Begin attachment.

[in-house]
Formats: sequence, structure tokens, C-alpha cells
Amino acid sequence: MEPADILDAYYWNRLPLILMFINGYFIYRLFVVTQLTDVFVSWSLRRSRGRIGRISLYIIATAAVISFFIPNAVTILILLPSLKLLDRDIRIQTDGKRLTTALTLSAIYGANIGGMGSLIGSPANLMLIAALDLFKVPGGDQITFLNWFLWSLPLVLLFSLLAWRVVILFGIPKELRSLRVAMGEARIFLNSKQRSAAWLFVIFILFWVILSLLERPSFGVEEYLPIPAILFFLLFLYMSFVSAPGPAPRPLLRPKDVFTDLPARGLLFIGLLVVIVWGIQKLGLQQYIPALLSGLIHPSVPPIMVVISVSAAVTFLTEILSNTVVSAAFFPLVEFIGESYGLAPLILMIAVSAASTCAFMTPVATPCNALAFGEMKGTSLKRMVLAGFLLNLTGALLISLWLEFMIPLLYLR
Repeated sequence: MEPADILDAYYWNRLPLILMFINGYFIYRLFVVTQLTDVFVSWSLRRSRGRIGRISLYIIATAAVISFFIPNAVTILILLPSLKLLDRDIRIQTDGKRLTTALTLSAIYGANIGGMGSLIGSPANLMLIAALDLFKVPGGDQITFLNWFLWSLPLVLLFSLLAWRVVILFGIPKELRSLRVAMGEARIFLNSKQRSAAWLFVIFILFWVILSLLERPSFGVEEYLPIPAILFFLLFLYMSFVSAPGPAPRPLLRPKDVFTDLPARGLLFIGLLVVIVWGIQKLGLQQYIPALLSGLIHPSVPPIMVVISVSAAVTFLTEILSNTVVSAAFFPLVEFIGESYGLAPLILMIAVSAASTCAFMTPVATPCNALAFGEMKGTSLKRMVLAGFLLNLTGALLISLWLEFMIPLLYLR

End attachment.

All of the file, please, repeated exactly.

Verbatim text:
[in-house]
Formats: sequence, structure tokens, C-alpha cells
Amino acid sequence: MEPADILDAYYWNRLPLILMFINGYFIYRLFVVTQLTDVFVSWSLRRSRGRIGRISLYIIATAAVISFFIPNAVTILILLPSLKLLDRDIRIQTDGKRLTTALTLSAIYGANIGGMGSLIGSPANLMLIAALDLFKVPGGDQITFLNWFLWSLPLVLLFSLLAWRVVILFGIPKELRSLRVAMGEARIFLNSKQRSAAWLFVIFILFWVILSLLERPSFGVEEYLPIPAILFFLLFLYMSFVSAPGPAPRPLLRPKDVFTDLPARGLLFIGLLVVIVWGIQKLGLQQYIPALLSGLIHPSVPPIMVVISVSAAVTFLTEILSNTVVSAAFFPLVEFIGESYGLAPLILMIAVSAASTCAFMTPVATPCNALAFGEMKGTSLKRMVLAGFLLNLTGALLISLWLEFMIPLLYLR
Repeated sequence: MEPADILDAYYWNRLPLILMFINGYFIYRLFVVTQLTDVFVSWSLRRSRGRIGRISLYIIATAAVISFFIPNAVTILILLPSLKLLDRDIRIQTDGKRLTTALTLSAIYGANIGGMGSLIGSPANLMLIAALDLFKVPGGDQITFLNWFLWSLPLVLLFSLLAWRVVILFGIPKELRSLRVAMGEARIFLNSKQRSAAWLFVIFILFWVILSLLERPSFGVEEYLPIPAILFFLLFLYMSFVSAPGPAPRPLLRPKDVFTDLPARGLLFIGLLVVIVWGIQKLGLQQYIPALLSGLIHPSVPPIMVVISVSAAVTFLTEILSNTVVSAAFFPLVEFIGESYGLAPLILMIAVSAASTCAFMTPVATPCNALAFGEMKGTSLKRMVLAGFLLNLTGALLISLWLEFMIPLLYLR